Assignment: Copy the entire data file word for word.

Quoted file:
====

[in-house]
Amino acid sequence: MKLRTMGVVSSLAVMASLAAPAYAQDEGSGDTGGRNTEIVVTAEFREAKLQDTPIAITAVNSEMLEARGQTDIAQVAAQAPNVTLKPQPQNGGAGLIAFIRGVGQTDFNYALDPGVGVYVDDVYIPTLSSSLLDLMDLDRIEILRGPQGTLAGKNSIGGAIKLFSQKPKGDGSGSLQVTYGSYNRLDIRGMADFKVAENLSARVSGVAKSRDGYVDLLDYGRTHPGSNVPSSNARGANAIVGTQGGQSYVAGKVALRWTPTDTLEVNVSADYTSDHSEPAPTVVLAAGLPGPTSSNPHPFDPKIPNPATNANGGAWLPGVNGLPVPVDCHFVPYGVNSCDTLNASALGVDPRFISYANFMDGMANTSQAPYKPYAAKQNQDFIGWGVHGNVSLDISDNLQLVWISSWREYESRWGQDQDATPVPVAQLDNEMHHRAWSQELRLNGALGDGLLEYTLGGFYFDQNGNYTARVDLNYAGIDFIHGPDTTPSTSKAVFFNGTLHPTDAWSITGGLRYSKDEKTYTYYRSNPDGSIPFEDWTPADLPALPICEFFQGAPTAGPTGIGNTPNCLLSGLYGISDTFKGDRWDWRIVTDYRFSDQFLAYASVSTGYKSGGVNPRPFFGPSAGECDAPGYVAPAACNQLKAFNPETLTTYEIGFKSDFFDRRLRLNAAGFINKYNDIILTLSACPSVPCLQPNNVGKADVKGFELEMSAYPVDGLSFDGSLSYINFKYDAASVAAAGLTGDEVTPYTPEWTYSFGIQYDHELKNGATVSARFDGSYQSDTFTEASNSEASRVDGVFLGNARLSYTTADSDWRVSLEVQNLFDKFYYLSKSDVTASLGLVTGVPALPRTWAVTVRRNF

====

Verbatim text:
[in-house]
Amino acid sequence: MKLRTMGVVSSLAVMASLAAPAYAQDEGSGDTGGRNTEIVVTAEFREAKLQDTPIAITAVNSEMLEARGQTDIAQVAAQAPNVTLKPQPQNGGAGLIAFIRGVGQTDFNYALDPGVGVYVDDVYIPTLSSSLLDLMDLDRIEILRGPQGTLAGKNSIGGAIKLFSQKPKGDGSGSLQVTYGSYNRLDIRGMADFKVAENLSARVSGVAKSRDGYVDLLDYGRTHPGSNVPSSNARGANAIVGTQGGQSYVAGKVALRWTPTDTLEVNVSADYTSDHSEPAPTVVLAAGLPGPTSSNPHPFDPKIPNPATNANGGAWLPGVNGLPVPVDCHFVPYGVNSCDTLNASALGVDPRFISYANFMDGMANTSQAPYKPYAAKQNQDFIGWGVHGNVSLDISDNLQLVWISSWREYESRWGQDQDATPVPVAQLDNEMHHRAWSQELRLNGALGDGLLEYTLGGFYFDQNGNYTARVDLNYAGIDFIHGPDTTPSTSKAVFFNGTLHPTDAWSITGGLRYSKDEKTYTYYRSNPDGSIPFEDWTPADLPALPICEFFQGAPTAGPTGIGNTPNCLLSGLYGISDTFKGDRWDWRIVTDYRFSDQFLAYASVSTGYKSGGVNPRPFFGPSAGECDAPGYVAPAACNQLKAFNPETLTTYEIGFKSDFFDRRLRLNAAGFINKYNDIILTLSACPSVPCLQPNNVGKADVKGFELEMSAYPVDGLSFDGSLSYINFKYDAASVAAAGLTGDEVTPYTPEWTYSFGIQYDHELKNGATVSARFDGSYQSDTFTEASNSEASRVDGVFLGNARLSYTTADSDWRVSLEVQNLFDKFYYLSKSDVTASLGLVTGVPALPRTWAVTVRRNF